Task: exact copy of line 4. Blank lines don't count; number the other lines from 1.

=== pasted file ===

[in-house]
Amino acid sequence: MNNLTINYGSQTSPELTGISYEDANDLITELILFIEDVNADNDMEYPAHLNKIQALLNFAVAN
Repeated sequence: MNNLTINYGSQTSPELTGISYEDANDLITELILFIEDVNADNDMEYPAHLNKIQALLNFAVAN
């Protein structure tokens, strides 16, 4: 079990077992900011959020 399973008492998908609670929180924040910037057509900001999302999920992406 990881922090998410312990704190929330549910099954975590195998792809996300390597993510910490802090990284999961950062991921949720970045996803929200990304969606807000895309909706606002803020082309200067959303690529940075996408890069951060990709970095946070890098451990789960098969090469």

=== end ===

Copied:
């Protein structure tokens, strides 16, 4: 079990077992900011959020 399973008492998908609670929180924040910037057509900001999302999920992406 990881922090998410312990704190929330549910099954975590195998792809996300390597993510910490802090990284999961950062991921949720970045996803929200990304969606807000895309909706606002803020082309200067959303690529940075996408890069951060990709970095946070890098451990789960098969090469």